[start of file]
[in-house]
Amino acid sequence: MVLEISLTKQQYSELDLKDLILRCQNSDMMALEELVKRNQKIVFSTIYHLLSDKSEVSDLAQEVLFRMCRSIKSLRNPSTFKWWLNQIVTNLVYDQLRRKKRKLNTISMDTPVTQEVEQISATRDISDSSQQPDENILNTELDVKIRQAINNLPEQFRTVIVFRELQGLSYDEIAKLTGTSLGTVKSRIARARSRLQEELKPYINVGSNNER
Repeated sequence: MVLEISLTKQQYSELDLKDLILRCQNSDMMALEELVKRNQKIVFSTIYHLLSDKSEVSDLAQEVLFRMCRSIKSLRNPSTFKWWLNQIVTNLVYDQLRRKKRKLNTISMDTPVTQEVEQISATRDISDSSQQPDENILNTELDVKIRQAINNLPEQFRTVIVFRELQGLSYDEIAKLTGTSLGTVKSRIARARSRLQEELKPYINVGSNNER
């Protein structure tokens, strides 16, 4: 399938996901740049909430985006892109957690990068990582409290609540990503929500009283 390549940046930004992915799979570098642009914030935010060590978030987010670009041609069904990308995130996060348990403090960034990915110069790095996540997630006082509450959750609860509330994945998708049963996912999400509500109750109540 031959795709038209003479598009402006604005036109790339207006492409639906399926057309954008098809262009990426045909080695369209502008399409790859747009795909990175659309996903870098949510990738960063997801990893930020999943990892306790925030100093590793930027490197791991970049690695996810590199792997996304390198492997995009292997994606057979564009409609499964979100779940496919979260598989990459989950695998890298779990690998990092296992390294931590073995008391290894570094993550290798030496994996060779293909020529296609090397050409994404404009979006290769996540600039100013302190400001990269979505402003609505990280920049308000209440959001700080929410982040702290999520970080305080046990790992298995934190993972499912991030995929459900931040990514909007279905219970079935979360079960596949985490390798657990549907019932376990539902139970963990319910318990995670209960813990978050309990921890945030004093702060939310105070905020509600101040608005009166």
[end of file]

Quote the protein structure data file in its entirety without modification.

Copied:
[in-house]
Amino acid sequence: MVLEISLTKQQYSELDLKDLILRCQNSDMMALEELVKRNQKIVFSTIYHLLSDKSEVSDLAQEVLFRMCRSIKSLRNPSTFKWWLNQIVTNLVYDQLRRKKRKLNTISMDTPVTQEVEQISATRDISDSSQQPDENILNTELDVKIRQAINNLPEQFRTVIVFRELQGLSYDEIAKLTGTSLGTVKSRIARARSRLQEELKPYINVGSNNER
Repeated sequence: MVLEISLTKQQYSELDLKDLILRCQNSDMMALEELVKRNQKIVFSTIYHLLSDKSEVSDLAQEVLFRMCRSIKSLRNPSTFKWWLNQIVTNLVYDQLRRKKRKLNTISMDTPVTQEVEQISATRDISDSSQQPDENILNTELDVKIRQAINNLPEQFRTVIVFRELQGLSYDEIAKLTGTSLGTVKSRIARARSRLQEELKPYINVGSNNER
């Protein structure tokens, strides 16, 4: 399938996901740049909430985006892109957690990068990582409290609540990503929500009283 390549940046930004992915799979570098642009914030935010060590978030987010670009041609069904990308995130996060348990403090960034990915110069790095996540997630006082509450959750609860509330994945998708049963996912999400509500109750109540 031959795709038209003479598009402006604005036109790339207006492409639906399926057309954008098809262009990426045909080695369209502008399409790859747009795909990175659309996903870098949510990738960063997801990893930020999943990892306790925030100093590793930027490197791991970049690695996810590199792997996304390198492997995009292997994606057979564009409609499964979100779940496919979260598989990459989950695998890298779990690998990092296992390294931590073995008391290894570094993550290798030496994996060779293909020529296609090397050409994404404009979006290769996540600039100013302190400001990269979505402003609505990280920049308000209440959001700080929410982040702290999520970080305080046990790992298995934190993972499912991030995929459900931040990514909007279905219970079935979360079960596949985490390798657990549907019932376990539902139970963990319910318990995670209960813990978050309990921890945030004093702060939310105070905020509600101040608005009166």